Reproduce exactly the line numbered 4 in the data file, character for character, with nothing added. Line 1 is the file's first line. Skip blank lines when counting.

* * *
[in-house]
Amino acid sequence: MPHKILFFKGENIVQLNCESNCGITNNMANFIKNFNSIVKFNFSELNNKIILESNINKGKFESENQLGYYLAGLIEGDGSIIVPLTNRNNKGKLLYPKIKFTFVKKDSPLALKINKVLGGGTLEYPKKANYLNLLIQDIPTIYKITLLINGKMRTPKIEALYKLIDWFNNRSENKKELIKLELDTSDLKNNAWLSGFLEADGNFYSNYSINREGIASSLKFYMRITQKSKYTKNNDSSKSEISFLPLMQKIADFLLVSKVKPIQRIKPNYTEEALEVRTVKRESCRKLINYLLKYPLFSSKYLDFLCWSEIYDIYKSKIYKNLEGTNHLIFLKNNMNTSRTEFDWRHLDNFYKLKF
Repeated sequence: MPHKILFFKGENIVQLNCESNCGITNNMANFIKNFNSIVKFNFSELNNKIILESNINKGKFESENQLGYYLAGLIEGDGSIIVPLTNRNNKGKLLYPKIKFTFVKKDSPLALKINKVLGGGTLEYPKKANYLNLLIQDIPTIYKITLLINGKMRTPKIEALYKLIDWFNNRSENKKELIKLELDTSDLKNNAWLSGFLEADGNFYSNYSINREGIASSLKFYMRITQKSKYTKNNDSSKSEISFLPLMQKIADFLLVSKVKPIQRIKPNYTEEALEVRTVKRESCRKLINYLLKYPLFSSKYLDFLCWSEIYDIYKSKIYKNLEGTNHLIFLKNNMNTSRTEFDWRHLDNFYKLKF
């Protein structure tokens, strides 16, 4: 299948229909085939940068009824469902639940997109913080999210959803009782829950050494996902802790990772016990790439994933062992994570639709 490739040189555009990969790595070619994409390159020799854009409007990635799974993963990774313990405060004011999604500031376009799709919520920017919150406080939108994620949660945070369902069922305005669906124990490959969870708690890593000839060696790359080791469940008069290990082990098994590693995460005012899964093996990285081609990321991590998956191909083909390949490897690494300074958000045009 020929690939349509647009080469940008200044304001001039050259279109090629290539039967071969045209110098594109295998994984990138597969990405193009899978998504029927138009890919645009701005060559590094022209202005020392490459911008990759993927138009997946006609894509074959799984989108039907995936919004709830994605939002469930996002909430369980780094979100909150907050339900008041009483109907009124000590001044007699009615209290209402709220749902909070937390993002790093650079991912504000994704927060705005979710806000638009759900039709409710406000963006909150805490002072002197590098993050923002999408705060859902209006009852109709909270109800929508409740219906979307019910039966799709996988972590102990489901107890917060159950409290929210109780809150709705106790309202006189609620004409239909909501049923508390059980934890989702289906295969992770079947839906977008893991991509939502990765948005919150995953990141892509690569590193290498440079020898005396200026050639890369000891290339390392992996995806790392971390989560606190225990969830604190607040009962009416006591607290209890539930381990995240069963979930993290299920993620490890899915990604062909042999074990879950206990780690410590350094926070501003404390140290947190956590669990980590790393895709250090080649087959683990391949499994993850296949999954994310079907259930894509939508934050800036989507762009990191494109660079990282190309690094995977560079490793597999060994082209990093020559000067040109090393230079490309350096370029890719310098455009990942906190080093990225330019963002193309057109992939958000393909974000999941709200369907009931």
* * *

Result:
């Protein structure tokens, strides 16, 4: 299948229909085939940068009824469902639940997109913080999210959803009782829950050494996902802790990772016990790439994933062992994570639709 490739040189555009990969790595070619994409390159020799854009409007990635799974993963990774313990405060004011999604500031376009799709919520920017919150406080939108994620949660945070369902069922305005669906124990490959969870708690890593000839060696790359080791469940008069290990082990098994590693995460005012899964093996990285081609990321991590998956191909083909390949490897690494300074958000045009 020929690939349509647009080469940008200044304001001039050259279109090629290539039967071969045209110098594109295998994984990138597969990405193009899978998504029927138009890919645009701005060559590094022209202005020392490459911008990759993927138009997946006609894509074959799984989108039907995936919004709830994605939002469930996002909430369980780094979100909150907050339900008041009483109907009124000590001044007699009615209290209402709220749902909070937390993002790093650079991912504000994704927060705005979710806000638009759900039709409710406000963006909150805490002072002197590098993050923002999408705060859902209006009852109709909270109800929508409740219906979307019910039966799709996988972590102990489901107890917060159950409290929210109780809150709705106790309202006189609620004409239909909501049923508390059980934890989702289906295969992770079947839906977008893991991509939502990765948005919150995953990141892509690569590193290498440079020898005396200026050639890369000891290339390392992996995806790392971390989560606190225990969830604190607040009962009416006591607290209890539930381990995240069963979930993290299920993620490890899915990604062909042999074990879950206990780690410590350094926070501003404390140290947190956590669990980590790393895709250090080649087959683990391949499994993850296949999954994310079907259930894509939508934050800036989507762009990191494109660079990282190309690094995977560079490793597999060994082209990093020559000067040109090393230079490309350096370029890719310098455009990942906190080093990225330019963002193309057109992939958000393909974000999941709200369907009931």